The Berbers

The Berbers, or Imazighen, as they often prefer, are the indigenous people of North Africa, whose regions of occupation stretch from Egypt right across to Morocco and then down into Mauritania and Mali. They make up roughly 40% of the Moroccan population and the Berber language has been adopted as one of the three official state languages. The word "Berber" is thought by many to derive from the Latin word "barbarus" used by the Romans to describe foreigners, especially those from the untamed hinterlands of their empire. The Berber mountain communities were Jewish and Animist until the conquest of Morocco by Islam in the 7th century, and there was a large, residual Jewish population in Morocco until the mid-20th century, when many moved to Israel.


There are three main divisions of the Berber language: Taririft in the Rif area; Tamazight in the Mid-Atlas; and Tashlahit in the High Atlas, Anti-Atlas, and Souss. There is no linguistic connection to Arabic, although Moroccan Arabic and the Berber languages have infiltrated each other. They used to be primarily oral languages, but in 2003, the Neo-Tifinagh alphabet was adopted.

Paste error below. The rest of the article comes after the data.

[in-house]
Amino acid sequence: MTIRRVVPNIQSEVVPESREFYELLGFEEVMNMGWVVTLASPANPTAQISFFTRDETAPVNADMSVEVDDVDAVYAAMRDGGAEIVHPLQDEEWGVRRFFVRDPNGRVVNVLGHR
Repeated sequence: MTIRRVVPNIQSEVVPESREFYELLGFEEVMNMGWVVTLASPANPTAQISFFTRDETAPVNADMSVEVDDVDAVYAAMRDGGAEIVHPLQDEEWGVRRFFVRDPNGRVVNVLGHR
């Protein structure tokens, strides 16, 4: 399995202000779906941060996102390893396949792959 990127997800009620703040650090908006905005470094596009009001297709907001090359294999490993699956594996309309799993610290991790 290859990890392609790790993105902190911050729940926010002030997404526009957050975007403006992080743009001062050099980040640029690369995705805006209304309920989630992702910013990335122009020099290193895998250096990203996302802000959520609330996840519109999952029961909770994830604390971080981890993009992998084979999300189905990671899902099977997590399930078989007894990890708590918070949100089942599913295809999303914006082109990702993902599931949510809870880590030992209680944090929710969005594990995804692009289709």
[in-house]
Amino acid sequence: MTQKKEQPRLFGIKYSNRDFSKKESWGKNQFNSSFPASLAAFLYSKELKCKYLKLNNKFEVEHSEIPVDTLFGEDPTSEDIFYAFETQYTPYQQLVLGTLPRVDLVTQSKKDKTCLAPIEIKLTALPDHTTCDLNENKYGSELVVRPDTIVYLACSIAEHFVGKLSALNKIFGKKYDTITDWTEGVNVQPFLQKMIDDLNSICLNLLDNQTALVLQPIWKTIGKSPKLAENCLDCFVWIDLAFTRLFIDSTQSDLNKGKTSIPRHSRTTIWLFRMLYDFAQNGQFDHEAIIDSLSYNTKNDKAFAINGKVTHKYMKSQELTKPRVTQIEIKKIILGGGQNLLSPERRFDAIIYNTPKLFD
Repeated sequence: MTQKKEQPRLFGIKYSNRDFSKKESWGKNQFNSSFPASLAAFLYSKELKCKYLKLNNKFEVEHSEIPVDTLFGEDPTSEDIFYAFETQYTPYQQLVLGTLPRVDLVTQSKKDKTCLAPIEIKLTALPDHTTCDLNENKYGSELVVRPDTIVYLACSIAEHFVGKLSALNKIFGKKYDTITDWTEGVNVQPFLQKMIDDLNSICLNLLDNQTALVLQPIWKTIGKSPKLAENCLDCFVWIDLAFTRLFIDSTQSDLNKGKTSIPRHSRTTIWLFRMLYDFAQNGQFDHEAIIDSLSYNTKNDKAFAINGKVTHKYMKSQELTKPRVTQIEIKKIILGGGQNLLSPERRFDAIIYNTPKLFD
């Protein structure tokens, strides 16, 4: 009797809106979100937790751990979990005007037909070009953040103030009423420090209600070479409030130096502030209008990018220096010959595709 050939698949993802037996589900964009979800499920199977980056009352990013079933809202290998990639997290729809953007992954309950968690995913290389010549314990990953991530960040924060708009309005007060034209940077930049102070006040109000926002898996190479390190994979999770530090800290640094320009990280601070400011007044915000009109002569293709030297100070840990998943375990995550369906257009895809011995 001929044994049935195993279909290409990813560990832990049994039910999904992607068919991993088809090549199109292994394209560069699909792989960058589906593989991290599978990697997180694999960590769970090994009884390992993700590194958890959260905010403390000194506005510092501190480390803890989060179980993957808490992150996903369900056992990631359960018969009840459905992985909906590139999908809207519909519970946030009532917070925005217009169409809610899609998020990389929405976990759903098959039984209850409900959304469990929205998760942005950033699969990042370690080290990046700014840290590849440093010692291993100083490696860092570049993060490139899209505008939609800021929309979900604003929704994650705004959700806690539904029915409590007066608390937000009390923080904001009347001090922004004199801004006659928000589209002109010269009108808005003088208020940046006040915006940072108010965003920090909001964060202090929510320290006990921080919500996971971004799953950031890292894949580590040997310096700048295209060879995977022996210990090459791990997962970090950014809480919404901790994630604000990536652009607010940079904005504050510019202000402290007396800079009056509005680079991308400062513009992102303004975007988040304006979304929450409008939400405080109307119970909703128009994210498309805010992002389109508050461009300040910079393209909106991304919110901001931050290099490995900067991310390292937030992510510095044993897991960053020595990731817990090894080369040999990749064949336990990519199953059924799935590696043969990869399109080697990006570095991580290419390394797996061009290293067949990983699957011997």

The Berber Way

Attention to local sensitivities is much appreciated and often rewarded with the celebrated Berber hospitality. Smiling goes further than anything in creating good will. Dressing modestly is always appreciated. Smoking is an urban phenomenon, so everyone (particularly women) should smoke discreetly. Many High Atlas villagers are outraged that their children behave as beggars by demanding money, pens, or sweets from foreigners; the polite way to refuse is to say, "Allah esahel," which means "God make it easy on you." If you would like to contribute something to these regions, ask your hotel or guide how you can do so through one of the local associations that provide much of the local health care and education in the region. Always be sure to ask permission before you photograph Moroccans.

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